The demand for digital talent at all levels of the organisation far outstrips supply. Research by Mortimer Spinks indicates that by 2020 the UK is expected to have a shortage of 800,000 tech workers. Recruiting them costs more and takes longer than any other type of role, especially at the leadership level. Being able to offer endless exciting and evolving possibilities for these digital rising stars, (and delivering on that offer) means that the battle for retention begins at the recruitment stage, and there are many in-depth articles on how to recruit. But retention is more often painted as a question of culture, which is only part of the challenge.
It is also important to understand that some of the standard recruiting practices are not applicable to hiring and retaining top digital talent. Cross-skilling existing workers rarely deliver any results in the short-term, if ever. Out-sourcing is also inappropriate for core digital skills which your organisation need to survive. Although these are effective in the short-term, they soon stall.
Here are some of the more effective techniques for retaining digital talent:
An internal digital gig economy: Allowing digital talent to contribute to many projects, investigate early stage hypotheses and ensure their talents are wisely invested are ways to keep ambitious and driven digital talent. All employees can benefit from a variety of work, and this also supports on-the-job learning, coaching and opening multiple career paths and portfolios.
Change must be routine: Digital leaders thrive in environments that encourage innovation, exploration and more autonomous ways of working. Workplaces where change has become routine are crucial for talent retention. Digital leaders are not fatigued by change, in fact, they actively seek it out. When the change stops, the itchy feet begin to set in.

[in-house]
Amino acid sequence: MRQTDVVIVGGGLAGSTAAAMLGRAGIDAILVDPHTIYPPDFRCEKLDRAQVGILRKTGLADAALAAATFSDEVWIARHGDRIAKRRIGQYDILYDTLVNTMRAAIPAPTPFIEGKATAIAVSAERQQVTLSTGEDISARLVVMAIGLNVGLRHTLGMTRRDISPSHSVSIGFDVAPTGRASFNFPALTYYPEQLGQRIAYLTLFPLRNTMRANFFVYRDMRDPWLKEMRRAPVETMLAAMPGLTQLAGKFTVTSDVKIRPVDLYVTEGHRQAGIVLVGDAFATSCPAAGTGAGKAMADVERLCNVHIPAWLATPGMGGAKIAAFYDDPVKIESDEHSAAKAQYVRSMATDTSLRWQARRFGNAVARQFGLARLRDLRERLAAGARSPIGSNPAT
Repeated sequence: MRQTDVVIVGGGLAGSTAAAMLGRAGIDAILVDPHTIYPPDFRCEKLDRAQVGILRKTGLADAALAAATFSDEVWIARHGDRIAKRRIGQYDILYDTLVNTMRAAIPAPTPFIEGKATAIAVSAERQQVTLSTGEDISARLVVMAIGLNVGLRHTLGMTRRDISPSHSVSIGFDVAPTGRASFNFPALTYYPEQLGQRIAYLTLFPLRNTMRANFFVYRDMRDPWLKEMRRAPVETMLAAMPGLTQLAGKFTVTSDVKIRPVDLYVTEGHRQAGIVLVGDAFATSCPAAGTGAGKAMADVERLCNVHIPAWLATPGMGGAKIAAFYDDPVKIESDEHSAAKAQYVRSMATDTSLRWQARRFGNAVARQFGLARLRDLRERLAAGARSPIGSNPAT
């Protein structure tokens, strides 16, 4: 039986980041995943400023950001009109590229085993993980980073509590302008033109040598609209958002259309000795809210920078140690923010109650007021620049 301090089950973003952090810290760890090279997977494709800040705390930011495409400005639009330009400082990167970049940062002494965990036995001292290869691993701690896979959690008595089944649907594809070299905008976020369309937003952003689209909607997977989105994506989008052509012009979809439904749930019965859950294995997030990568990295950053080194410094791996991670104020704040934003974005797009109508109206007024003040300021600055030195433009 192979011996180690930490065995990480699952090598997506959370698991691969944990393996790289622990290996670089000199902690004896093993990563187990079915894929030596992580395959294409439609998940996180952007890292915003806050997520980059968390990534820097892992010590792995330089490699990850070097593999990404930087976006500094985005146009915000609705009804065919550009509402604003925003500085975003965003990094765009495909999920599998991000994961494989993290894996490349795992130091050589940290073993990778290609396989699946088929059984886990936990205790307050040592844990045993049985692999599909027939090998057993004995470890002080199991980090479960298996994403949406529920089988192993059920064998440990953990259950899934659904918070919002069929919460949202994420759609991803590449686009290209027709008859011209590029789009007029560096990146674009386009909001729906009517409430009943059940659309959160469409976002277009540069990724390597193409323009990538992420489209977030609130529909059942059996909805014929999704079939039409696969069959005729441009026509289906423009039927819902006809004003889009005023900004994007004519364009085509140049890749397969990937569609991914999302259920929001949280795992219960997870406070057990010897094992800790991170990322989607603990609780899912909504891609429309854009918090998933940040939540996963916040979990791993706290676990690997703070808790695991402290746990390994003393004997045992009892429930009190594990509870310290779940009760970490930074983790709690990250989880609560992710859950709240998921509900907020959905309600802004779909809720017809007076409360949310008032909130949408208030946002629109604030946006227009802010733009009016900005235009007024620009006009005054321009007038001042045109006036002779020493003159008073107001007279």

Culture and environment: Digital talent is fundamentally different to the current workforce, and you need to make sure that the values, operating mode and beliefs of the organisation are evolving. This is one of the hardest topics to tackle. To understand your culture and get some recommendations for improving it for the digital age, take our diagnostic and receive a personalised report.
Adaptive, flexible tools: It is no secret that many organisations lag behind in terms of technology used day-to-day. Even collaboration and communications tools such as enterprise social networks feel clunky compared to those we use in our personal lives. Flexible approaches to a digital workplace hub and best-of-breed tools help create a collaborative environment for building the digital future of your company.
Becoming a learning organisation: a key tool in continuous evolution for a company is to embed learning in its DNA. High-performing tech companies such as Facebook & Google do this very effectively. As companies grow there is a tendency to focus on being lean and efficient, rather than innovative and growth-oriented. To create a competitive advantage, companies who can continually learn and therefore serve their customers better have an edge.This, in turn, creates the conditions for an exciting, fast-moving environment in which digital leaders can create unique, market-making products and services.
The following links explore some of the techniques explored above:
- Deep Change, Good Change, Bad Change – an exploration
- Boosting brain flexibility for more effective learning
- Execution and innovation need different tools, cultures and organisations
- Harnessing the whole organisation to power change
- We shouldn’t need a business case to do the right thing. A common problem for digital talent is the overhead of bureaucracy.